7.3 Wide area mapping for Italy:

Professor Rocca mentioned that Italy is prone to landslides due to the subsidence in the Alpines and may be extended to the rest of Europe, China and the rest of the world. All this could be made possible by Sentinel 1 data. The professor also showed an example of the city of Milano where uplift occurred as a result of building destruction. Enhanced oil recovery is another application discussed in the presentation. He added that enhanced oil recovery involves injecting steam into the terrain and when this happened, the terrain rises and this uplift can be measured using InSAR techniques.

The professor also gave an example of the United States where the hydro-fracturing methodology is being used to solve the problem of energy by creating artificial cracks in the rocks that allow gas to penetrate through the rocks. According to the professor, “it is necessary to monitor these areas and find out if any movements are occurring”.

7.4 Insalah Project:

The professor then turned his presentation to the gas reservoir monitoring, which is now compulsory for all gas reservoirs. He mentioned to the audiences that Insalah project in Algeria is being operated by BP, Sanotrac and Statoil. Professor then revealed his findings of Insalah Gas Extraction Project. He said, “The gas extraction process results in the emission of Carbon dioxide. This Carbon dioxide cannot be put in the gas duck. Hence, they extract it using an expensive system (costing about $1 billion). The carbon dioxide is then injected into the sub-surface. The result is a rising terrain”. He also added, InSAR results showed part of the terrain did not rise, which meant that the carbon dioxide was escaping from the subsurface and therefore the process was not effective.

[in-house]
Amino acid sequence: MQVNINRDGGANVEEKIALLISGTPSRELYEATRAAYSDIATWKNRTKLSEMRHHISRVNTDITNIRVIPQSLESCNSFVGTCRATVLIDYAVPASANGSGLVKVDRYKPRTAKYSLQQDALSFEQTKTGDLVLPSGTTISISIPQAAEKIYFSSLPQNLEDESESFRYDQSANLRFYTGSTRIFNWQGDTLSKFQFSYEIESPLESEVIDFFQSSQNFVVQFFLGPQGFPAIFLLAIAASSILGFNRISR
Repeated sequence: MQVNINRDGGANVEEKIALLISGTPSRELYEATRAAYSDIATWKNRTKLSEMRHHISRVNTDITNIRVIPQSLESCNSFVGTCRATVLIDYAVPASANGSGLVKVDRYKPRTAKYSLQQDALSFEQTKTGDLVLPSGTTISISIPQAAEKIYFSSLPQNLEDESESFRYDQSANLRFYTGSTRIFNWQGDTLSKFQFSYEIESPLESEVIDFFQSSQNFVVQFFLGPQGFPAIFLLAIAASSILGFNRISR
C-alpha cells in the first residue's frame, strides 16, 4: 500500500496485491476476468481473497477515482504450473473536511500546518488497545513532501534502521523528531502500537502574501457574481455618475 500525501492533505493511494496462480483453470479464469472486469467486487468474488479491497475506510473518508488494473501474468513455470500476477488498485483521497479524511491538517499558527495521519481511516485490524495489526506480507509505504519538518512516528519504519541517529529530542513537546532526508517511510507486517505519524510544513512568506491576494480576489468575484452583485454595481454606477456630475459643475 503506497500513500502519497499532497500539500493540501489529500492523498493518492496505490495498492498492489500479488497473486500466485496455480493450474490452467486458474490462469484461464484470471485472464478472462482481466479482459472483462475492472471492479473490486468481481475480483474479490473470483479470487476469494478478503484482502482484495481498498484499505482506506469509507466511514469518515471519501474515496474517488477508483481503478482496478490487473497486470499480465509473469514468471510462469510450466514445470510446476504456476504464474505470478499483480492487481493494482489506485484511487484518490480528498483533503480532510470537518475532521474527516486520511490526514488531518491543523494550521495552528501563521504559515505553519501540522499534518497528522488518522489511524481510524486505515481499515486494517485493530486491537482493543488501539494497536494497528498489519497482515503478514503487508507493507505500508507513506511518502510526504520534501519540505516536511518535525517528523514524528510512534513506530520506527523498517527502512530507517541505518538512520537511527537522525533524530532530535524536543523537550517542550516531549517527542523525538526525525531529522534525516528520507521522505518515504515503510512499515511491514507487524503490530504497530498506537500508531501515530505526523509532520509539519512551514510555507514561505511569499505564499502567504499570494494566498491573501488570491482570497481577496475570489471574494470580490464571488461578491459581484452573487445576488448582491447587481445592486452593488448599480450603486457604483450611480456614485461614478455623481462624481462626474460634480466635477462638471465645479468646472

Figure 5 Insalah Project


Beside above examples  the professor also mentioned some other  examples of InSAR applications as listed below;  monitoring of open-pit mining areas, Infrastructure, underground coal mining in Australia, SalthCarvens in Italy, Subway tunnels in London etc.

 

8.      What are the advantages of InSAR?

In the end, the professor Rocca gave the following conclusions about the advantages of InSAR; 

·         It has high precision (< 5mm on a single measurement and <1mm/yr on mean velocity),

·         Wide area analysis (thousands of sq. km),

·         Regular updates - with X-band satellites weekly monitoring is becoming feasible with improved benefits,

·         2D surface displacement monitoring, using two or more acquisition geometries, is important to better constrain an inversion,

·         Synergy with techniques providing the absolute motion of a few reference points allows to passing from high precision to high accuracy.

Figure 6 Professor Liao presenting the token of gratitude to Professor Rocca


The EGSC session-20 concluded with a group photo along with presenting the honorable speaker a token of gratitude. This edition of English Geoscience Café was one of the most informative and interactive sessions EGSC  has rendered, in which the speaker took the audience on a roller coaster ride from the Middle East to Europe and to Americas with his life experiences.

Figure 7 Group photo